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Easter Sunday in the United Kingdom

Easter Sunday, also called Resurrection Sunday, is a Christian holiday celebrating the resurrection of Christ. In the UK, it is common to organize Easter egg hunts and get together for lunch with friends and family.

Children on an Easter egg hunt.
Egg hunts are popular all over the UK on Easter Sunday.
©iStockphoto.com/DGLimages

Is Easter Sunday a Bank Holiday?

Although Easter Sunday is not formally defined as a bank holiday in the United Kingdom, it is a day off for most people because it falls on a Sunday. In the UK, it is common to use the term bank holiday to refer to all public holidays.

Two of the other days of the Holy Week, Good Friday and Easter Monday, are bank holidays in all or most of the UK. However, Palm Sunday, Maundy Thursday, and Holy Saturday are not bank holidays.

Are Shops Open on Easter Sunday?

In England and Wales, opening hours are limited on Easter Day. Shops over 280 square meters are closed, including most supermarkets. Smaller stores are allowed to open, but may not always do so. In Scotland, there are no restrictions, and retailers are allowed to open. Nearly all other non-essential businesses and organizations in the UK are closed on Easter Sunday.

Easter Bus Times

Public transport systems may run on a different schedule during the Easter week. Sunday timetables often apply on bank holidays. In some areas in the UK, there may be no public transport at all on Easter Sunday.

Egg Hunts and Easter Bunny

There are many old non-religious traditions linked to Easter Sunday in the UK, just like in most other western countries, such as the USA, Canada, and Australia. People give each other chocolate Easter eggs and Easter bunnies or hollow plastic or cardboard eggs filled with candy. Egg hunts, a traditional Easter game where children try to find hidden Easter eggs, take place all over the UK. According to popular legend, the Easter bunny hides the eggs.

In some parts of the United Kingdom, people organize egg rolls, a game where they roll hard-boiled eggs down slopes. In another variation of the game, people knock hard-boiled eggs against other peoples' eggs. The winner is the person whose egg remains whole. After the game, the eggs are eaten. In some parts of Scotland, fondant-filled chocolate eggs about the size of a hen's egg are covered in batter and deep-fried.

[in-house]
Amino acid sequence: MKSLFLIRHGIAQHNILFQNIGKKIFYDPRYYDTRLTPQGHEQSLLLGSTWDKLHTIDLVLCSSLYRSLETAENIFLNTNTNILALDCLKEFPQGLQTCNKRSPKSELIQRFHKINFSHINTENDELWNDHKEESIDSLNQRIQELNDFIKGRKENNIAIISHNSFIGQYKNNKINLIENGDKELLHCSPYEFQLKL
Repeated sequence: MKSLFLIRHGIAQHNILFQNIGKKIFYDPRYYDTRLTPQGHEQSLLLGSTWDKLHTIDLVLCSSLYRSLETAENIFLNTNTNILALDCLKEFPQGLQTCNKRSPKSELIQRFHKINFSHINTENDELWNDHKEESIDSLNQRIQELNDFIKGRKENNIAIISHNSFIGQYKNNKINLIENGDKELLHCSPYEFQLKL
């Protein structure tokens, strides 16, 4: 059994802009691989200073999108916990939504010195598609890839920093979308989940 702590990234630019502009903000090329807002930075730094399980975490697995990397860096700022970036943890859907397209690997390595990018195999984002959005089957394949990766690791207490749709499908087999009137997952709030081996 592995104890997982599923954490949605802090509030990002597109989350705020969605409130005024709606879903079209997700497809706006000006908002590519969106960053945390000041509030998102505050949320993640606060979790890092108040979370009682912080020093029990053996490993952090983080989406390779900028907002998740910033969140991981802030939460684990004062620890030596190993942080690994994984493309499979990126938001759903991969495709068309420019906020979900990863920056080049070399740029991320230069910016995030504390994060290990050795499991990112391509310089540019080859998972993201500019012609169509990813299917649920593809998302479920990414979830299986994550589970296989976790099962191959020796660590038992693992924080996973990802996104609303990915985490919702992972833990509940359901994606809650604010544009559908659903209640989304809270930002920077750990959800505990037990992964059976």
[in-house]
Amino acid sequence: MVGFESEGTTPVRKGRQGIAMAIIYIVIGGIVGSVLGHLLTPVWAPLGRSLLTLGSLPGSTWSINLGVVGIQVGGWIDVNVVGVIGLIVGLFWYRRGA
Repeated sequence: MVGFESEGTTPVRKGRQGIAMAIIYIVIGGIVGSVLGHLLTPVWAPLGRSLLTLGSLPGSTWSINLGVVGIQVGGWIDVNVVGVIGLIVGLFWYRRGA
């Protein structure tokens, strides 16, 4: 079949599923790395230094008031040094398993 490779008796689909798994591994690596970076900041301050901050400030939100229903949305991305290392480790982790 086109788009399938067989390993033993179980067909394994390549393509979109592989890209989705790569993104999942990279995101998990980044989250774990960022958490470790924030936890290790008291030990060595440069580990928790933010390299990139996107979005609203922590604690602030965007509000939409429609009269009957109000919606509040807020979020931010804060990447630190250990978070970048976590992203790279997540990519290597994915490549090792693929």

Easter Sunday Roast and Daffodils

In the UK, it is common to invite family and friends for Easter Sunday lunch, and the traditional Easter Sunday meal is a lamb roast. Common decorations are dyed or painted eggs, little yellow chicks, bunnies, and spring flowers, such as daffodils, white lilies, and tulips. The colors yellow or gold are usually associated with Easter, as these are the colors the Church of England uses for the Easter Sunday celebrations.

Why Do We Have Easter Eggs?

One theory is that eggs are associated with Easter because it occurs in the spring. In pre-Christian times, there were pagan spring festivals, and eggs symbolized new life and new beginnings. However, dyed eggs are also part of the Christian Easter story.

Who Celebrates Easter in the UK?

Easter Sunday is one of the biggest celebrations of Christianity. According to the Pew Research Center, between 46% and 59% of the British population considered themselves Christian in 2014. However, a lot of people who do not see themselves as Christian also take part in Egg hunts and family traditions. In fact, UK chocolate makers have recently started producing halal Easter eggs, indicating that also people of other faiths enjoy Easter treats.

Why Is It Called Easter?

Nobody knows for sure where the English name Easter comes from. The most common explanation is that it is derived from the Anglo-Saxon goddess Eostre. She was associated with spring and fertility and was celebrated around the vernal equinox. This theory was first introduced in the late seventh century by Bede (“The Venerable”), a historian from Anglo-Saxon England. In most other languages, the name is derived from the Hebrew word Pesach, the Jewish holiday Passover.

Why Is Easter on Different Dates Every Year?

The date for Easter Sunday is usually the first Sunday after the first Full Moon on or after the March equinox.

In the period spanning from 1753 to 2400 in the Gregorian calendar, Easter falls on a Sunday between March 22 and April 25.

The Orthodox Easter date also varies every year in the Julian calendar, which is still used by many Orthodox Christian churches.

About Easter Sunday in other countries

Read more about Easter Sunday.

Easter Sunday Observances

WeekdayDateYearNameHoliday TypeWhere It is Observed
SunApr 42010Easter SundayObservance, Christian 
SunApr 242011Easter SundayObservance, Christian 
SunApr 82012Easter SundayObservance, Christian 
SunMar 312013Easter SundayObservance, Christian 
SunApr 202014Easter SundayObservance, Christian 
SunApr 52015Easter SundayObservance, Christian 
SunMar 272016Easter SundayObservance, Christian 
SunApr 162017Easter SundayObservance, Christian 
SunApr 12018Easter SundayObservance, Christian 
SunApr 212019Easter SundayObservance, Christian 
SunApr 122020Easter SundayObservance, Christian 

Quick Facts

Easter Sunday commemorates Jesus Christ's resurrection. The Easter egg hunt is one of the most popular Easter traditions

Easter Sunday 2018

Sunday, April 1, 2018

Easter Sunday 2019

Sunday, April 21, 2019

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Name in other languages

NameLanguage
Easter SundayEnglish
Første påskedagNorwegian

List of dates for other years

Related holidays

Other holidays in April 2019 in the United Kingdom

World Holiday on April 1, 2019

Fun Holiday on April 1, 2019

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